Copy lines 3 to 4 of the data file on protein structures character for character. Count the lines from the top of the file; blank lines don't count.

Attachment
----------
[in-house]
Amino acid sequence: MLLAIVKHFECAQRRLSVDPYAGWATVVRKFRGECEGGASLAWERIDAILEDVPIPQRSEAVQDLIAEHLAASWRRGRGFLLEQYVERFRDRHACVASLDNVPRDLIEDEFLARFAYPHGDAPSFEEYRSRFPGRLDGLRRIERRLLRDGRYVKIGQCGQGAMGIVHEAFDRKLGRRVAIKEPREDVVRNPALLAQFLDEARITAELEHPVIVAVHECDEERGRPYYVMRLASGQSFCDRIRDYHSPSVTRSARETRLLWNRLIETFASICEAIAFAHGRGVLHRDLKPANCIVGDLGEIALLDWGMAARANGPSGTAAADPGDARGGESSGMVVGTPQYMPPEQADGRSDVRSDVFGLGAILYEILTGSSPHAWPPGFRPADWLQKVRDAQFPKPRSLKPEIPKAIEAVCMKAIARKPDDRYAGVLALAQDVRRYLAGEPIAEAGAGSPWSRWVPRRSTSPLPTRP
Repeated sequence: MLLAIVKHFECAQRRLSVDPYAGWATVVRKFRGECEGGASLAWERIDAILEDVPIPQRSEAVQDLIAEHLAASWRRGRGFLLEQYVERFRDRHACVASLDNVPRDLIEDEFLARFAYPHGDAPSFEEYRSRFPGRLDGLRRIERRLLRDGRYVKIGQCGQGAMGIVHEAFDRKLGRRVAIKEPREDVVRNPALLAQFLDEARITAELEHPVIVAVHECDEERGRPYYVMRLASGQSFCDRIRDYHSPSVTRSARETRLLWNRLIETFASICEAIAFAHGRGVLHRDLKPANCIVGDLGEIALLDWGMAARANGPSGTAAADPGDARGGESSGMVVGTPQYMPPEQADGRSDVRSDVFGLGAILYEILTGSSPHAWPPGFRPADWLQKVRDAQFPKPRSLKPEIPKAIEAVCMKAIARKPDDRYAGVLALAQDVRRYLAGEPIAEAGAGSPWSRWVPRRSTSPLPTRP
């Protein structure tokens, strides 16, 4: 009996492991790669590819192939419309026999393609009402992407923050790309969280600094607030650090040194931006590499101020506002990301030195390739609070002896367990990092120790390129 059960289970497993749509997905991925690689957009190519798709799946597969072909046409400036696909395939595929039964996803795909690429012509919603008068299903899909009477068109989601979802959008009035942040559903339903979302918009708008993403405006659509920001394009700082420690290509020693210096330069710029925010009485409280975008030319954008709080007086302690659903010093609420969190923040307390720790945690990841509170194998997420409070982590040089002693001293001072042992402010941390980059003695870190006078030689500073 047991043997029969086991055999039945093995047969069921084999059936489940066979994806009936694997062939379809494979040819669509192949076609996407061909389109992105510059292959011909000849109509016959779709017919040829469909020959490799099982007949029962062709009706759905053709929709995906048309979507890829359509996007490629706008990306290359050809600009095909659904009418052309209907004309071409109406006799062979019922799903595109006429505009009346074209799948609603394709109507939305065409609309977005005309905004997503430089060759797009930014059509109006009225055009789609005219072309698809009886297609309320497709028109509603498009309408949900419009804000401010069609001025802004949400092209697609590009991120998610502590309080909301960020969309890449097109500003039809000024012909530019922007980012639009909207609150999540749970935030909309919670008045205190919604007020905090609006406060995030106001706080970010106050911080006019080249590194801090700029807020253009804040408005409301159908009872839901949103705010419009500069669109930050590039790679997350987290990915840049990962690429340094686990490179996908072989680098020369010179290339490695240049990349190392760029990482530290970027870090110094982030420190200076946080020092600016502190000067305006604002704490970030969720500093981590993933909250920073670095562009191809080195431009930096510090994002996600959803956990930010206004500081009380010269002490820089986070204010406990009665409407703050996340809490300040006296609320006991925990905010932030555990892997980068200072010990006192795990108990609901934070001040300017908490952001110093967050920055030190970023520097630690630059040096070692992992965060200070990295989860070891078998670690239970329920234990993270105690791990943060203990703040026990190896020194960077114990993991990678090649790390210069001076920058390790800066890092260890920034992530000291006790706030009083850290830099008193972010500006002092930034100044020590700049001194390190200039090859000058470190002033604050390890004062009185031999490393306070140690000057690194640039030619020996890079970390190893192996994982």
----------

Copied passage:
Repeated sequence: MLLAIVKHFECAQRRLSVDPYAGWATVVRKFRGECEGGASLAWERIDAILEDVPIPQRSEAVQDLIAEHLAASWRRGRGFLLEQYVERFRDRHACVASLDNVPRDLIEDEFLARFAYPHGDAPSFEEYRSRFPGRLDGLRRIERRLLRDGRYVKIGQCGQGAMGIVHEAFDRKLGRRVAIKEPREDVVRNPALLAQFLDEARITAELEHPVIVAVHECDEERGRPYYVMRLASGQSFCDRIRDYHSPSVTRSARETRLLWNRLIETFASICEAIAFAHGRGVLHRDLKPANCIVGDLGEIALLDWGMAARANGPSGTAAADPGDARGGESSGMVVGTPQYMPPEQADGRSDVRSDVFGLGAILYEILTGSSPHAWPPGFRPADWLQKVRDAQFPKPRSLKPEIPKAIEAVCMKAIARKPDDRYAGVLALAQDVRRYLAGEPIAEAGAGSPWSRWVPRRSTSPLPTRP
């Protein structure tokens, strides 16, 4: 009996492991790669590819192939419309026999393609009402992407923050790309969280600094607030650090040194931006590499101020506002990301030195390739609070002896367990990092120790390129 059960289970497993749509997905991925690689957009190519798709799946597969072909046409400036696909395939595929039964996803795909690429012509919603008068299903899909009477068109989601979802959008009035942040559903339903979302918009708008993403405006659509920001394009700082420690290509020693210096330069710029925010009485409280975008030319954008709080007086302690659903010093609420969190923040307390720790945690990841509170194998997420409070982590040089002693001293001072042992402010941390980059003695870190006078030689500073 047991043997029969086991055999039945093995047969069921084999059936489940066979994806009936694997062939379809494979040819669509192949076609996407061909389109992105510059292959011909000849109509016959779709017919040829469909020959490799099982007949029962062709009706759905053709929709995906048309979507890829359509996007490629706008990306290359050809600009095909659904009418052309209907004309071409109406006799062979019922799903595109006429505009009346074209799948609603394709109507939305065409609309977005005309905004997503430089060759797009930014059509109006009225055009789609005219072309698809009886297609309320497709028109509603498009309408949900419009804000401010069609001025802004949400092209697609590009991120998610502590309080909301960020969309890449097109500003039809000024012909530019922007980012639009909207609150999540749970935030909309919670008045205190919604007020905090609006406060995030106001706080970010106050911080006019080249590194801090700029807020253009804040408005409301159908009872839901949103705010419009500069669109930050590039790679997350987290990915840049990962690429340094686990490179996908072989680098020369010179290339490695240049990349190392760029990482530290970027870090110094982030420190200076946080020092600016502190000067305006604002704490970030969720500093981590993933909250920073670095562009191809080195431009930096510090994002996600959803956990930010206004500081009380010269002490820089986070204010406990009665409407703050996340809490300040006296609320006991925990905010932030555990892997980068200072010990006192795990108990609901934070001040300017908490952001110093967050920055030190970023520097630690630059040096070692992992965060200070990295989860070891078998670690239970329920234990993270105690791990943060203990703040026990190896020194960077114990993991990678090649790390210069001076920058390790800066890092260890920034992530000291006790706030009083850290830099008193972010500006002092930034100044020590700049001194390190200039090859000058470190002033604050390890004062009185031999490393306070140690000057690194640039030619020996890079970390190893192996994982």